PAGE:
Increasingly Canadian union pension funds are buying up US office towers too. US pension funds are also big owners of real estate.

Gatherings and protests can sometimes become destructive, often against the original organizers vision. We’ve all seen the TV footage or been first hand eye witnesses when a peaceful gathering turns into something else.

Various unions are now endorsing the “Occupy” movement.

They just might want to be extra vigilant to make sure no one trashes their pension fund’s office buildings or those belonging to the pensions of fellow unions from across the country or around the world.

The banks are merely tenants–renters.  A lot of hard working ordinary people are the actual owners of the real estate via their union pension plans.

Time for micro-lots?

When they couldn’t sell their large lots for mansions in the 1910s, early real estate land developers in Vancouver’s Grandview “suburb” split them into smaller lots, and sold them to workers to build their own homes.  

Today, these lots are smaller than the legal norm in Vancouver of 33’ X 122’.  Many are 25 X 90.  Some are 30 X 60; there may even be some smaller ones.  Most have homes on them larger than what would be allowed today—they nearly fill the lot, offering only a tiny back yard or patio.  But over the decades these houses on small lots have allowed people who otherwise couldn’t afford a home in the area to enter the housing market (my husband and I included).   They also helped create the higher density of people per sq. mile that supports the vibrant retail and restaurant scene on nearby Commercial Drive.

You would have a hard time getting City Hall to approve sub-dividing properties into lots this small today (assuming you could assemble a few bigger ones, and then re-divide them). 

But maybe smaller lots are what we need, with houses that nearly fill them—and not just in Vancouver.  I suspect similar issues exist in the older neighbourhoods of other North American cities where there is growing demand to live there and prices are rising because it`s hard to increase supply.

Small homes on small lots also suit the lifestyle preferences of many people today, including the generation x and y urban “workforce” who are not that interested in keeping up a yard.  They’d love their own outdoor space, but maybe more of a patio that requires minimal maintenance. They might prefer to go to a larger park when they want grass.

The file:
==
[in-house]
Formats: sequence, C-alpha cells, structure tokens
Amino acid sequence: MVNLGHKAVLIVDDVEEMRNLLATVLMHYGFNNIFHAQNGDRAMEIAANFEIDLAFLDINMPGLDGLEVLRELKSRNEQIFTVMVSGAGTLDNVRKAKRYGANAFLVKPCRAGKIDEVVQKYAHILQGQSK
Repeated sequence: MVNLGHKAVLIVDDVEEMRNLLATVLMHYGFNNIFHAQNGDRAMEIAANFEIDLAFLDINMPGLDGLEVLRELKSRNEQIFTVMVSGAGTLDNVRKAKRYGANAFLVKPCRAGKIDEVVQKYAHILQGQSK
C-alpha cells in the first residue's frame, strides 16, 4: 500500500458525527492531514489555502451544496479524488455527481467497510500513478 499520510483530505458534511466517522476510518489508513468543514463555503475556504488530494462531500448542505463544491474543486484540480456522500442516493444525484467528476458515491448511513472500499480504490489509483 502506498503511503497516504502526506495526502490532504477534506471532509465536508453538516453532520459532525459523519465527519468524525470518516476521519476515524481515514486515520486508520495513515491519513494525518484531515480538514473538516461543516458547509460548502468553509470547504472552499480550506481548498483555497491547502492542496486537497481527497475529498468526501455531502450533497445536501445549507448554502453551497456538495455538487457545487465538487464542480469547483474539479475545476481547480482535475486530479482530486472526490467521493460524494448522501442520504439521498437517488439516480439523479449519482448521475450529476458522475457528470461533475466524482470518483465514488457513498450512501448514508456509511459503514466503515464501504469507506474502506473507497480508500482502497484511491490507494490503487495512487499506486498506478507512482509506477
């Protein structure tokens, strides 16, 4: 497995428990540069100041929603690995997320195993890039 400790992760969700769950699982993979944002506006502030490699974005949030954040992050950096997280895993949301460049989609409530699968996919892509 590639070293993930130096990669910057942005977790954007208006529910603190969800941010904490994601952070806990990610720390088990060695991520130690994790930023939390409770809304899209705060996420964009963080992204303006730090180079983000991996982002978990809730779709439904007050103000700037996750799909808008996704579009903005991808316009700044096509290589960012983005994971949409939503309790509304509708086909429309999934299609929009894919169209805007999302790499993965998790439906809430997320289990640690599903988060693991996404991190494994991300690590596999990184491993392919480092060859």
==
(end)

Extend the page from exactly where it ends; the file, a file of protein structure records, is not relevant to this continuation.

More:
This attitude toward spending less time on home maintenance is partially what’s driving the condo-living boom.  But not everyone who doesn’t really enjoy yard work wants to live more than 1 storey off the ground; what options do they have if they cannot afford a detached single family home?  Even those in townhouses (or condo towers) sometimes find strata rules and councils frustrating and even intrusive.

Solution:  why not detached homes on very small lots?  For example, what about having 1000-1200 square feet of house, on a 33’ X 40 foot lot—likely in 2.5 storeys. There’d be enough outside space for small patio, or tiny garden or yard, whatever the home owner wanted.  Basically it would be a small townhouse, but “fee simple” –you own the land and the house–and you could get three such properties on corner lots where today currently one house stands.  This adds density, which is great for amenities, keeps in the low-rise character of an area, and adds housing that is more affordable than a single house or duplex on a lot.

In the 1910s, somehow lot owners were able to subdivide lots to create workforce housing.  Creativity came into play when the mansion-sized lots proved to be too expensive for ordinary folks.  Although there seem to be many willing to pay over $1,000,000 for a home in East Vancouver, this doesn’t mean that we shouldn’t look to what worked in the past to create less expensive housing that more people want and can afford.

So tell me, where do you know of where you can buy new homes on tiny lots with no strata council?

I’ve heard of one such project in Victoria, and that it has been very popular with the strata-fatigued, but would love to learn more about it and other examples.

Will downsizing boomers change urban housing for the better?

As the baby boomers exit the single-family housing market in cities, what will happen to prices and neighbourhoods?

Journalist Gary Mason offers a few thoughts in today’s Globe and Mail:

In a 2008 paper co-written with Sung Ho Ryu, Prof. Dowell Myers said communities in the United States face a historic tipping point. The ratio of seniors to working-age residents is expected to grow by roughly 30 per cent in each of the next two decades, the pair calculated….

Those wanting to enter the market in the coming years may not have the money to buy single-family detached homes, either. Thus the dilemma: Who will boomers sell to when they’re ready to move into some swank condo downtown or on a golf course somewhere?

This could actually be good news for young people. An oversupply of homes generally means prices fall. But as home values decline, so will home equity, diminishing retirement savings in the process. Home equity is the single largest component of net wealth for most people.

Today, Prof. Myers [is] anticipating another recession in the latter half of this decade, and that’s when the crisis he’s predicting will reveal itself. “Recoveries are usually fuelled by people who postponed buying a home who are now surging into the market. I just don’t see there being enough buyers for all those selling. I think this is going to be bad for house prices, public finance and global treasuries.”